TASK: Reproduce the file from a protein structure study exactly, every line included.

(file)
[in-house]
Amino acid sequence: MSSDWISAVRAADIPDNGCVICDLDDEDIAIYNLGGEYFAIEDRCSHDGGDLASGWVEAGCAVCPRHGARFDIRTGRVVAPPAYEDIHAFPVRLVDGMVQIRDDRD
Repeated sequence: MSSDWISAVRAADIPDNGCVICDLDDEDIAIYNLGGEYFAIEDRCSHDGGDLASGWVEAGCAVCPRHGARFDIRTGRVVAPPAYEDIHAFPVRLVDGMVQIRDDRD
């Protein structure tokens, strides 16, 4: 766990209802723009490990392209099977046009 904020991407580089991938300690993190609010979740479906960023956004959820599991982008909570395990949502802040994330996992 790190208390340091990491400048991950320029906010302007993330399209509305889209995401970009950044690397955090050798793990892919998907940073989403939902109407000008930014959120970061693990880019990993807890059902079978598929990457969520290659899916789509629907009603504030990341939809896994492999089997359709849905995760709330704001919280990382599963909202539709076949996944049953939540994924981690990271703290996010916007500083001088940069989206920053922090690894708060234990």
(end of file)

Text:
[in-house]
Amino acid sequence: MSSDWISAVRAADIPDNGCVICDLDDEDIAIYNLGGEYFAIEDRCSHDGGDLASGWVEAGCAVCPRHGARFDIRTGRVVAPPAYEDIHAFPVRLVDGMVQIRDDRD
Repeated sequence: MSSDWISAVRAADIPDNGCVICDLDDEDIAIYNLGGEYFAIEDRCSHDGGDLASGWVEAGCAVCPRHGARFDIRTGRVVAPPAYEDIHAFPVRLVDGMVQIRDDRD
């Protein structure tokens, strides 16, 4: 766990209802723009490990392209099977046009 904020991407580089991938300690993190609010979740479906960023956004959820599991982008909570395990949502802040994330996992 790190208390340091990491400048991950320029906010302007993330399209509305889209995401970009950044690397955090050798793990892919998907940073989403939902109407000008930014959120970061693990880019990993807890059902079978598929990457969520290659899916789509629907009603504030990341939809896994492999089997359709849905995760709330704001919280990382599963909202539709076949996944049953939540994924981690990271703290996010916007500083001088940069989206920053922090690894708060234990």